How Much Does That Cost?

Just how much is this project going to cost the City? Well, that depends on what you mean by “project” and what you mean by “costs”. Let’s look at the “project” part first.

Since early 2009, the City of Greater Sudbury has had a pretty cool video available on YouTube. At last count, it had been viewed more than 10,000 times. The video takes a birds-eye look at the proposed Maley Drive project – or at least at the project as it looked back in 2009, and as it might some day look if it were ever completed.

In the west, a 4-laned Maley would intersect with MR 35 between Sudbury and Azilda in the location where the Lasalle Extension currently is. Heading west, a new section of Maley will be built north and east of Lasalle near the entrance to College Boreal (there will be a partial cloverleaf at Lasalle/Maley). Maley will continue heading northeast, crossing MR 80 north of the Notre Dame/Lasalle intersection in a cloverleaf, and continue eastward along to the existing section of Maley Drive which currently terminates at the northerly end of Barrydowne. New roundabouts will be built at an extended Montrose Avenue and at Barrydowne. Maley Drive between Barrydowne and Falconbridge – which is truly one of the worst roads in the City right now – will be upgraded, including a new roundabout at the Maley/Lansing intersection.

From Falconbridge, Maley will veer to the southeast, where a roundabout will connect it with Lasalle east of Falconbridge, and from there it will continue on southwards to the present intersection of the Kingsway with Highway 17. The idea is that Maley will become the northeast and northern sections of a ring road (with the Highway 17 by-pass forming the southeast and southwest sections – note that there are no plans for a northwestern section of the “ring” road).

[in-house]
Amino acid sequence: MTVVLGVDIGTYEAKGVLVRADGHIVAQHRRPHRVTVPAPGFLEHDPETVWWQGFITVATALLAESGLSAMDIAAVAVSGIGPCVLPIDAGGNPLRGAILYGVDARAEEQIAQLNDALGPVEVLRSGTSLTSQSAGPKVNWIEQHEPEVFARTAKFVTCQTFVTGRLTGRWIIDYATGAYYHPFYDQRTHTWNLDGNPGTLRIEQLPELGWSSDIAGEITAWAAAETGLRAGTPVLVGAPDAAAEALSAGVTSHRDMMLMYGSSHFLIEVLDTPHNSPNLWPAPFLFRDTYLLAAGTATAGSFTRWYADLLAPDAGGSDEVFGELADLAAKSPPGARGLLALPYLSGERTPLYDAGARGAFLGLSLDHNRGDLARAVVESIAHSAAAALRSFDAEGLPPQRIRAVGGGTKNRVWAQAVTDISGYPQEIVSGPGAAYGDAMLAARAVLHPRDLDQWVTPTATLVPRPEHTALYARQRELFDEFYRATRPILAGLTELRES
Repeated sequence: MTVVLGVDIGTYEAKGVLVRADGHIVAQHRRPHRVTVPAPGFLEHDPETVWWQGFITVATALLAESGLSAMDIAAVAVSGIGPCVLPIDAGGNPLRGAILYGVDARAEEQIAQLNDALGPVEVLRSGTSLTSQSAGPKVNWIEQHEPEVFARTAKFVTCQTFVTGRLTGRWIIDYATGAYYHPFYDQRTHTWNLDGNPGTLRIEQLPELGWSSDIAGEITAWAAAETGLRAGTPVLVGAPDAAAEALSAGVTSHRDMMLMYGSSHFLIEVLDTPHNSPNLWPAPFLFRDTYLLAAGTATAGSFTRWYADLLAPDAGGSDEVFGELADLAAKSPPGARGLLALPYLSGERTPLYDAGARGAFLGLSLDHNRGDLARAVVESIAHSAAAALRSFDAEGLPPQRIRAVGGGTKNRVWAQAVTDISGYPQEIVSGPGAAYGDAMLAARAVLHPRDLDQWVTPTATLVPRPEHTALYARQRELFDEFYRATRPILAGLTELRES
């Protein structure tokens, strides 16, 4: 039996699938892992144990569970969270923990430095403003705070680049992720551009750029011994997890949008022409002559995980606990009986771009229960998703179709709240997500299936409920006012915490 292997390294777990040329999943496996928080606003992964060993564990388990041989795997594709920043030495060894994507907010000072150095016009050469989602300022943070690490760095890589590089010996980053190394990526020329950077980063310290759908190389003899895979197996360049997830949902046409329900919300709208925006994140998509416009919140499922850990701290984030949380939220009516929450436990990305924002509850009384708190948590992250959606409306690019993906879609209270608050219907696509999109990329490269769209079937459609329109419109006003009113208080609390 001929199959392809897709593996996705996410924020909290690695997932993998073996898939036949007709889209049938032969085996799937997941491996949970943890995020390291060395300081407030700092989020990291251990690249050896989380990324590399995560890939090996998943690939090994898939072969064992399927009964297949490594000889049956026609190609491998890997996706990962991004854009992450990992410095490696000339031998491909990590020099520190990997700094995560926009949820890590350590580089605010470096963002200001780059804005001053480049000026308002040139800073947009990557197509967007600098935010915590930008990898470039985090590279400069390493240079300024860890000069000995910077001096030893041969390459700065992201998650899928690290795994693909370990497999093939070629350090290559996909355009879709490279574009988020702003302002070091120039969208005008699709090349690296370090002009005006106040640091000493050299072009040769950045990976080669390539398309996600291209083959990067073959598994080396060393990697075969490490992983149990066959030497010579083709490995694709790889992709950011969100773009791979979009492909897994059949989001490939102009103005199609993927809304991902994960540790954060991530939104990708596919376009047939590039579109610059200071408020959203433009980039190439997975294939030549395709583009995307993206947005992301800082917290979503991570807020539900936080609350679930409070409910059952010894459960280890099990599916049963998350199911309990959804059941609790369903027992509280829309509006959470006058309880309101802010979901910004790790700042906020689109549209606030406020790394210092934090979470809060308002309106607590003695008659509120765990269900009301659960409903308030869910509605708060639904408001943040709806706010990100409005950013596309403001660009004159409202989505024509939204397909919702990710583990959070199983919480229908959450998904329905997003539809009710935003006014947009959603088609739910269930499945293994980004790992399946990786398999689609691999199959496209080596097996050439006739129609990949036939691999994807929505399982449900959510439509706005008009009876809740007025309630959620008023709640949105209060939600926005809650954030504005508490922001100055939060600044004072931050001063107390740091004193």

But that’s not what we’re getting. At least not yet. Right now, we’re looking at something much less ambitious. Only the section between MR 35 and Falconbridge will be upgraded/built. There are no plans for pedestrian or cycling infrastructure included for the road. Indeed, gravel shoulders are currently proposed, which will force cyclists to share the road with the ore trucks, and likely slow down traffic flow.

Incredible Shrinking Costs!

Back in 2012, with anticipated costs having soared to almost $130 million for the project (up from $115 just a few years earlier in 2009), the City decided to divide the project into smaller pieces, because decision makers believed that by doing so, at least parts of the project would be more attractive to senior levels of government to fund (see: “Mammoth Maley Drive broken down into sections”, the Northern Life, August 12, 2012). It looks now like this gambit has paid off, as right before the recent provincial by-election, the Ontario Liberal government rode a white horse into town with a funding announcement (see: “Province vows to ‘fulfil” Maley funding promise”, the Northern Life, December 1, 2014).

So, with the province chipping in $26.7 million as its 1/3 share of the costs, we might be able to start getting a better handle on what those construction costs are. Add it all up and you get $80.1 million. Which is kind of interesting, because when you add up the various components that were identified for the same project area from the 2012 Northern Life article, you get $93 million.

Financing is Largely in Place

Of course, what you don’t get either way is how the City can possibly suggest that “Financing for Maley Drive is largely in place”. First off, although the province has added Maley to its list of funding priorities, this hasn’t yet been announced in any budget. Chances are that will change soon, as Sudbury will get rewarded for ‘doing the right thing’ back in early February when we elected Glenn Thibeault our MPP.

Second, the federal government hasn’t pitched in any funding yet. Until they do, it’s a complete stretch to suggest that financing is largely in place. This, too, might change should funds for Maley be included in the federal budget. With an election coming up in October, at least one Sudbury candidate has raised funding for Maley as an issue pre-budget (see: “Don’t fund Maley extension, Sudbury Green candidate tells Ottawa”, the Sudbury Star, April 15, 2015).